More than 100 million people are expected to tune in soon for the Super Bowl, munching their way through the second biggest food consumption day of the year, festivities complete with rock stars. When spectators numbered only in the hundreds and mainstream media was noticeably absent, the nation's real rock stars were visiting Manhattan this week. They're American farmers.
Their only instruments were their voices, amplified by more voices into Foley Square outside federal district court. One by one, the farmers, small seed companies and food justice advocates shared their reactions and concerns after a day in court with agricultural giant Monsanto. A federal judge is deciding whether or not the farmers may pursue a declaratory judgment regarding seed patents. The decision could have widespread implications.
"We were there to witness justice," said potato farmer Jim Gerritson solemnly, "Farmers need justice. Farmers deserve justice. Monsanto cannot deny us justice. We need this court to hear the truth." Another farmer from Vermont broke down in tears as she lamented whether the legal system is untainted enough for farmers to get a fair hearing. But Dave Murphy of Food Democracy Now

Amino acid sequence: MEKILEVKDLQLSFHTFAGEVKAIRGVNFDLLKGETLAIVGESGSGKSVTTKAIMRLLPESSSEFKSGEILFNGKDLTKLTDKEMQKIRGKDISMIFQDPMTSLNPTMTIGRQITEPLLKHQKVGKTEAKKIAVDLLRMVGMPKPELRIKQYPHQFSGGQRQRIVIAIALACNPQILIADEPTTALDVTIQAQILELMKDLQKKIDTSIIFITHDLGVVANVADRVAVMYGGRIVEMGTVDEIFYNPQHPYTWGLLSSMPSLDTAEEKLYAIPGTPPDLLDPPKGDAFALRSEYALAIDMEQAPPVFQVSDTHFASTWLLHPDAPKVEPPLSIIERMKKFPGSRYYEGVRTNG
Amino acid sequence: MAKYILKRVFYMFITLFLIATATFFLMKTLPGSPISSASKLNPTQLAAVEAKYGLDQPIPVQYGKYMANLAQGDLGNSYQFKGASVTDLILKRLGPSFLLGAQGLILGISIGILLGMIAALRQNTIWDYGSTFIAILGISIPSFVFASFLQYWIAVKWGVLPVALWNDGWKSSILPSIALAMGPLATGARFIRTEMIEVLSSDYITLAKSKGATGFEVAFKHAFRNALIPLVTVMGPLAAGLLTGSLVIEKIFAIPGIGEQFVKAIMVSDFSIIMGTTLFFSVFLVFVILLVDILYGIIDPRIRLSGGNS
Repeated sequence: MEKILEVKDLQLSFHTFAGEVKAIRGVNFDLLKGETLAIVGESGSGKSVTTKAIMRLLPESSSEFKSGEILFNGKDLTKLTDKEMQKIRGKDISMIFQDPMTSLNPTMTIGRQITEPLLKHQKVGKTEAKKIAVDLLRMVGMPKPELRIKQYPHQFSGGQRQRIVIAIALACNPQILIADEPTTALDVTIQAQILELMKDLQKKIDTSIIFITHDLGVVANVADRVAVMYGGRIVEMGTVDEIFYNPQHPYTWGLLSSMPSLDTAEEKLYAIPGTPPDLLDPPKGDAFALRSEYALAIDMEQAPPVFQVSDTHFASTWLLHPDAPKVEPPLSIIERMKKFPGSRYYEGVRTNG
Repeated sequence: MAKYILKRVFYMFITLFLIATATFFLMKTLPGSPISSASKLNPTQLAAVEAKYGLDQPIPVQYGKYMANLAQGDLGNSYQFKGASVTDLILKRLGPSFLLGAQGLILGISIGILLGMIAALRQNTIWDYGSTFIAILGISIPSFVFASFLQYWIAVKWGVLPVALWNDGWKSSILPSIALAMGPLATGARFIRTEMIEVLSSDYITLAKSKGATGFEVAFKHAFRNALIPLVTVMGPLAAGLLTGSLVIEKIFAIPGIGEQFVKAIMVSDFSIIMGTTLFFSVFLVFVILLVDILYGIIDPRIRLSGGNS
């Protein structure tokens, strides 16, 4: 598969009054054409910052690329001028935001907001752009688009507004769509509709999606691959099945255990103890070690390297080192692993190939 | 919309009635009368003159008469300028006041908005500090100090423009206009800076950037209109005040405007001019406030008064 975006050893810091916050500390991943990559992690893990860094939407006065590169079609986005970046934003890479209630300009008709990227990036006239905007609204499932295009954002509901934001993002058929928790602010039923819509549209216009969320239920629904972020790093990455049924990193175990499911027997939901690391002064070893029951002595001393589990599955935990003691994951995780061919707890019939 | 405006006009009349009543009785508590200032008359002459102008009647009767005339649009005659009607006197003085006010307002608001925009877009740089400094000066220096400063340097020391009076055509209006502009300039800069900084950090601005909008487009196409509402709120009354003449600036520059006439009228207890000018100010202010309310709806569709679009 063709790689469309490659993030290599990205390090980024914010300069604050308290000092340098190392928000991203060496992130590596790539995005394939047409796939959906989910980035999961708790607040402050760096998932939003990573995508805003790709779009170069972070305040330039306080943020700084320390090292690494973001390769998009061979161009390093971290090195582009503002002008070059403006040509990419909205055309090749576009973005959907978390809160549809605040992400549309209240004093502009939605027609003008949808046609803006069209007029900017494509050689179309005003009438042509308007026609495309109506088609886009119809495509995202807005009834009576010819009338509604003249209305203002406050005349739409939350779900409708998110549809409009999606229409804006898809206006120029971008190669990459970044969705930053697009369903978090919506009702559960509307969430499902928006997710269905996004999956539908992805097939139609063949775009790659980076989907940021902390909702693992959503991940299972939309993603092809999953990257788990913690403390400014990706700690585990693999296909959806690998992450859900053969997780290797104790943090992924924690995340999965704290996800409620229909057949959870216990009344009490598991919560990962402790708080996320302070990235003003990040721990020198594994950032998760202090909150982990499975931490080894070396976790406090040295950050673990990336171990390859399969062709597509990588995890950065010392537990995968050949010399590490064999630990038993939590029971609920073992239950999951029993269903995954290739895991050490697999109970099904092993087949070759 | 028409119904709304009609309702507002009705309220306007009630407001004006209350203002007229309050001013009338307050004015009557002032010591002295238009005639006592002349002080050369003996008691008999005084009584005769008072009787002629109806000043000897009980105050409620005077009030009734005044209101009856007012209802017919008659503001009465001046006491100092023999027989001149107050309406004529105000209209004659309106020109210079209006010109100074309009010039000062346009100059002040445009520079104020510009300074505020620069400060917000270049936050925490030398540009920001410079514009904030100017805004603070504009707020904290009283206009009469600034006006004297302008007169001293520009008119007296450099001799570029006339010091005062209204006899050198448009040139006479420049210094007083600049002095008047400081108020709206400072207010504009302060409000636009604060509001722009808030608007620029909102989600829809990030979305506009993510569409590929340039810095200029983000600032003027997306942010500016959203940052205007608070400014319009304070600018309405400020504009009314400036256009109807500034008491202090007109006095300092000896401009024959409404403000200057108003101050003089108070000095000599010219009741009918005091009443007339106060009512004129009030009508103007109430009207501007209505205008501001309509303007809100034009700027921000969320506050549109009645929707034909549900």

, one of 83 plaintiffs in the lawsuit, stated emphatically, "No matter what happens in that court, we will go forward." The judge is expected to announce in March whether the case may proceed.
The landmark case challenges whether a corporation has the right to patent life, in the form of seeds that can then be controlled by the patent holder. It also seeks to protect farmers, particularly those trying to grow organically, from the unwanted spread of transgenic or genetically engineered seeds. Monsanto does not allow farmers to save its patented seeds from year to year, and many think the seeds are designed to stop reproducing in subsequent generations.
Monsanto's opponents have grave concerns about the safety of GMOs or what they call transgenic foods with genetic makeup manipulated in a laboratory. There have been no long-term studies to prove they are safe for livestock or human consumption. Yet, most of our food supply is already full of GMOs, especially processed foods. In the meantime, a growing movement is asking the federal government to require labels
identifying transgenic foods so consumers can have the power to decide for themselves. Communities are also supporting more local farmers and gardeners who are more likely to grow authentic plant varieties with organic and sustainable methods.
The diverse crowd that included some from the Occupy movement hung on every word from the farmers who'd traveled from all over the country to gather in New York City. They cheered when Farmer Frank Morton from Wild Garden Seed in Oregon, said, "The biggest threat to food security is when we can't produce our own damn seeds. So, let's grow some seeds."